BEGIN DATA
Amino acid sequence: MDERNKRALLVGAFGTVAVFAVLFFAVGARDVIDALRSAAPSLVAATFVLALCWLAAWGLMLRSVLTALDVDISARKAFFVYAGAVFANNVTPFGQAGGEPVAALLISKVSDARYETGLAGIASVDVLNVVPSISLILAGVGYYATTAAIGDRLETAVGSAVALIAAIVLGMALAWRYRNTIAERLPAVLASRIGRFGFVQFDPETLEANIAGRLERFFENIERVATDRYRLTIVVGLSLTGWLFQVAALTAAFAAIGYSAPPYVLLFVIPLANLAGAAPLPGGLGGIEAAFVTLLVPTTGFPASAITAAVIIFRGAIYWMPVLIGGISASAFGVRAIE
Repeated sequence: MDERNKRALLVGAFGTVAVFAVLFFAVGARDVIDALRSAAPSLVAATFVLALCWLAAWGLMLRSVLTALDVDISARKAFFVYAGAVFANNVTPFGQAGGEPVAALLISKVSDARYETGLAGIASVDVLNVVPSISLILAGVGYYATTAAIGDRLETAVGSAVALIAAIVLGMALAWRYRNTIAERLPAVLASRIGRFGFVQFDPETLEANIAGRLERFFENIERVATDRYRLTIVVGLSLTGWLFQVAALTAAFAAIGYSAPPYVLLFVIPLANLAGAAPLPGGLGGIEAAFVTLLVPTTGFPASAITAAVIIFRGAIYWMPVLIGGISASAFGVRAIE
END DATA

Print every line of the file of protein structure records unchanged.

Amino acid sequence: MDERNKRALLVGAFGTVAVFAVLFFAVGARDVIDALRSAAPSLVAATFVLALCWLAAWGLMLRSVLTALDVDISARKAFFVYAGAVFANNVTPFGQAGGEPVAALLISKVSDARYETGLAGIASVDVLNVVPSISLILAGVGYYATTAAIGDRLETAVGSAVALIAAIVLGMALAWRYRNTIAERLPAVLASRIGRFGFVQFDPETLEANIAGRLERFFENIERVATDRYRLTIVVGLSLTGWLFQVAALTAAFAAIGYSAPPYVLLFVIPLANLAGAAPLPGGLGGIEAAFVTLLVPTTGFPASAITAAVIIFRGAIYWMPVLIGGISASAFGVRAIE
Repeated sequence: MDERNKRALLVGAFGTVAVFAVLFFAVGARDVIDALRSAAPSLVAATFVLALCWLAAWGLMLRSVLTALDVDISARKAFFVYAGAVFANNVTPFGQAGGEPVAALLISKVSDARYETGLAGIASVDVLNVVPSISLILAGVGYYATTAAIGDRLETAVGSAVALIAAIVLGMALAWRYRNTIAERLPAVLASRIGRFGFVQFDPETLEANIAGRLERFFENIERVATDRYRLTIVVGLSLTGWLFQVAALTAAFAAIGYSAPPYVLLFVIPLANLAGAAPLPGGLGGIEAAFVTLLVPTTGFPASAITAAVIIFRGAIYWMPVLIGGISASAFGVRAIE